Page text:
Wow. 2016 is here. And nothing is more fun than announcing winners to kick off this new year.

Let’s start with Lori Stanley Roeleveld’s book Red Pen Redemption. The winner is…Phee Paradise. Congrats, Phee!

Once Upon a Christmas Giveaway

We offered three sets of prizes for our grand prize winners.

Readers giveaway – $25 Barnes and Noble card, Books: Tessa and Clara BessWarm Mulled Kisses box set, Crooked Lines, Plum Pudding Bride

Writer’s giveaway – $10 Starbucks card, Books: The First Five Pages, The Time Keeper,  Heart Seekers box set, Tsunami 2004

Shopper’s giveaway – $10 Walmart gift card, bracelet, necklace and earrings, Books: Glimpses of the Savior devotions, First and Goal (football devotional)

Now the moment you are all waiting for:drum roll

We are happy to announce three big winners:

(1)Reader’s giveaway-Caryl Kane.

(2)Writer’s giveaway-Sparks of Ember.

(3)Shopper’s giveaway-Deborah Dunson.

Congratulations to all our winners! We’ll be getting in touch with you soon so we can send those gifts to you!

We’ll also be having another big giveaway to celebrate our blog’s 4-year anniversary. Our Blogaversary!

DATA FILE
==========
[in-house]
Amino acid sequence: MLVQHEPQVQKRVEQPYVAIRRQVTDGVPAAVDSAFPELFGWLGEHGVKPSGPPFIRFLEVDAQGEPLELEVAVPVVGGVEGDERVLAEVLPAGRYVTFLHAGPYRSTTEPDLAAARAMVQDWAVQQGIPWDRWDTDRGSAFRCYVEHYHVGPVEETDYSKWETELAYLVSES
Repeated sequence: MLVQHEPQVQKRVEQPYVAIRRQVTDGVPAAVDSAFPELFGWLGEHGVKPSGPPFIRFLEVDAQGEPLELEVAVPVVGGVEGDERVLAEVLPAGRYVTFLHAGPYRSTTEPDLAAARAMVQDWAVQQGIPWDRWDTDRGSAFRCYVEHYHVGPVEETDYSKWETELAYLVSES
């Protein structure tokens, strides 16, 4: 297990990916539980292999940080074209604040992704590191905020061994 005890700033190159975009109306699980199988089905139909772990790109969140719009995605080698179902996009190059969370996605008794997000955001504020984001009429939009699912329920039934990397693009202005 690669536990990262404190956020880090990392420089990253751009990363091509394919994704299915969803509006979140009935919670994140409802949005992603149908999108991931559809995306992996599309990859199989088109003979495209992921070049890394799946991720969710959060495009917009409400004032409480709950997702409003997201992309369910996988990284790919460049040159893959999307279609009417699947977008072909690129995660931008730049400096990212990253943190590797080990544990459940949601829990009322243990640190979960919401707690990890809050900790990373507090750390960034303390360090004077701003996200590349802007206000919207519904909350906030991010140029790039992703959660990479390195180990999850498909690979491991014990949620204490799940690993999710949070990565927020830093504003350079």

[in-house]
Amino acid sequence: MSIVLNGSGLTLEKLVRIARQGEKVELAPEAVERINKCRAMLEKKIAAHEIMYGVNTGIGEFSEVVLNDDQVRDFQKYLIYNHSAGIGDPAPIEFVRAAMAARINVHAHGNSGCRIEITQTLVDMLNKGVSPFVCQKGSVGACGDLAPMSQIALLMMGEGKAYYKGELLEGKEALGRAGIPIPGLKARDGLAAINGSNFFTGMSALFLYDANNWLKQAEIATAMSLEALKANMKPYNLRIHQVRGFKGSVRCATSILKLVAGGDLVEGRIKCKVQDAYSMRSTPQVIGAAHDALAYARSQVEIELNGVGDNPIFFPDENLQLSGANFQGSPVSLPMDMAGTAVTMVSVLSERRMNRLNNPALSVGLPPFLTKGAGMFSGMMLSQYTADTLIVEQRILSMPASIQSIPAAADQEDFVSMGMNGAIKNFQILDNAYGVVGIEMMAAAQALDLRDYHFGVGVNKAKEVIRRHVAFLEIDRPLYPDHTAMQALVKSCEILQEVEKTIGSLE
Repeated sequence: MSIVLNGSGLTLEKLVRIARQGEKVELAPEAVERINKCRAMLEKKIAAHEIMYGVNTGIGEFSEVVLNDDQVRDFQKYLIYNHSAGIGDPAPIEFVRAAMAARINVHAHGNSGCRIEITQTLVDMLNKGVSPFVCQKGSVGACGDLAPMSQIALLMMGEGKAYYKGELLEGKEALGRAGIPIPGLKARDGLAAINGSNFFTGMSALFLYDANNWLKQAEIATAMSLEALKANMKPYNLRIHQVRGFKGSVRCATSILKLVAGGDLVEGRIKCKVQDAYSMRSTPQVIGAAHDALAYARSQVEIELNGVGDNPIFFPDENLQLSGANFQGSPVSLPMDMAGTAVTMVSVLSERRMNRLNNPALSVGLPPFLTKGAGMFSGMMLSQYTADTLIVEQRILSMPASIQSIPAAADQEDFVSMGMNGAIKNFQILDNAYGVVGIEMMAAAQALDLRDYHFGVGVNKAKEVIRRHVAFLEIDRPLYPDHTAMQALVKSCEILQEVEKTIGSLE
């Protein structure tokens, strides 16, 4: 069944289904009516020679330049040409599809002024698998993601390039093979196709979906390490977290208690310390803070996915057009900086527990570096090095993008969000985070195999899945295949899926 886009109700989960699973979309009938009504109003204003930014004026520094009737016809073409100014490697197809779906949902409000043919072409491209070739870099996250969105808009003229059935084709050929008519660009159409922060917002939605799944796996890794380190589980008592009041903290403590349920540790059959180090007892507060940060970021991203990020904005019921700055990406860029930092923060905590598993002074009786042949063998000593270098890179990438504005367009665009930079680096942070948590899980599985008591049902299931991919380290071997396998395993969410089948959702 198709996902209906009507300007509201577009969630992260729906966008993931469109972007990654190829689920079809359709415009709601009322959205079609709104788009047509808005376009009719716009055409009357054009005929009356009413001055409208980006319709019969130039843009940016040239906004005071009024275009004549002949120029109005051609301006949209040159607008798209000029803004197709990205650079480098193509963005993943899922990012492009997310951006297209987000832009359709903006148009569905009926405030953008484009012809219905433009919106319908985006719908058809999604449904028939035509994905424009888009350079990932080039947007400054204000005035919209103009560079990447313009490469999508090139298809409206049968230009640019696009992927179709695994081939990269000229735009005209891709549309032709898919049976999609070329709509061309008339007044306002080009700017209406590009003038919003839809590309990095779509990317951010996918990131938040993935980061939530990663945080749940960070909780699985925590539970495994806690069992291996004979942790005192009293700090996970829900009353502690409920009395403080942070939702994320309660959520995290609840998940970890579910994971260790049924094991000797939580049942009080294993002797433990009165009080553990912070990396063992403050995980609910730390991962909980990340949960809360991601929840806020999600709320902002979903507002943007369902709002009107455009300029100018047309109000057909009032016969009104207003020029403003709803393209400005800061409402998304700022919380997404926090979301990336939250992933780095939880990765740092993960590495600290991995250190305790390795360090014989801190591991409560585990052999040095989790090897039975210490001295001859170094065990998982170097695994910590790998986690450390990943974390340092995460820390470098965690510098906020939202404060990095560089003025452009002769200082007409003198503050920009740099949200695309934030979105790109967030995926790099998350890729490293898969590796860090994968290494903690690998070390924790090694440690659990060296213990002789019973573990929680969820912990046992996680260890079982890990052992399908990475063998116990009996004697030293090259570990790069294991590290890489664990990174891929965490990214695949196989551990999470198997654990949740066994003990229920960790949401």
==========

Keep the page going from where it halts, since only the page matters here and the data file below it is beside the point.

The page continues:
Make sure to leave comments on our Monday and Friday posts in 2016 to be eligible for more great prizes throughout the year…and don’t forget our weekly 3 Questions Wednesday interviews.

We’d also like to give a big shout out for our top four commenters of 2015:

Hip Hip Hooray to Deanna, Sparks, Amy, and Caryl!

fireworks 2

Christmas Roundup – The Writing Prompts Crew

December seems like the best time to take a few moments and introduce you to the Writing Prompts Crew. We’ve added and subtracted over the years, but always end up with a really good group of writers. You can find more information about each of our writers, along with information and buy links for their published books by clicking “The Crew” tab above, or the link provided at the end of each bio. And please read to the end of this post for important information and details about the Once Upon a Christmas Giveaway!

Jennifer HallmarkJennifer Hallmark is co-founder of the Writing Prompts blog. She’s a writer by nature, an artist at heart, and daughter of God by His grace. She’s published over 200 articles and interviews on the internet. Through the Writing Prompts blog and her personal website, Alabama-Inspired Fiction, Jennifer focuses on her books, love of the South, and helping other writers. For fun, she loves to read detective fiction from the Golden Age, watch movies like LOTR, and play with her two precious granddaughters. Jennifer and her husband, Danny, have spent their married life in Alabama and have a basset hound, Max. Read more about Jennifer here.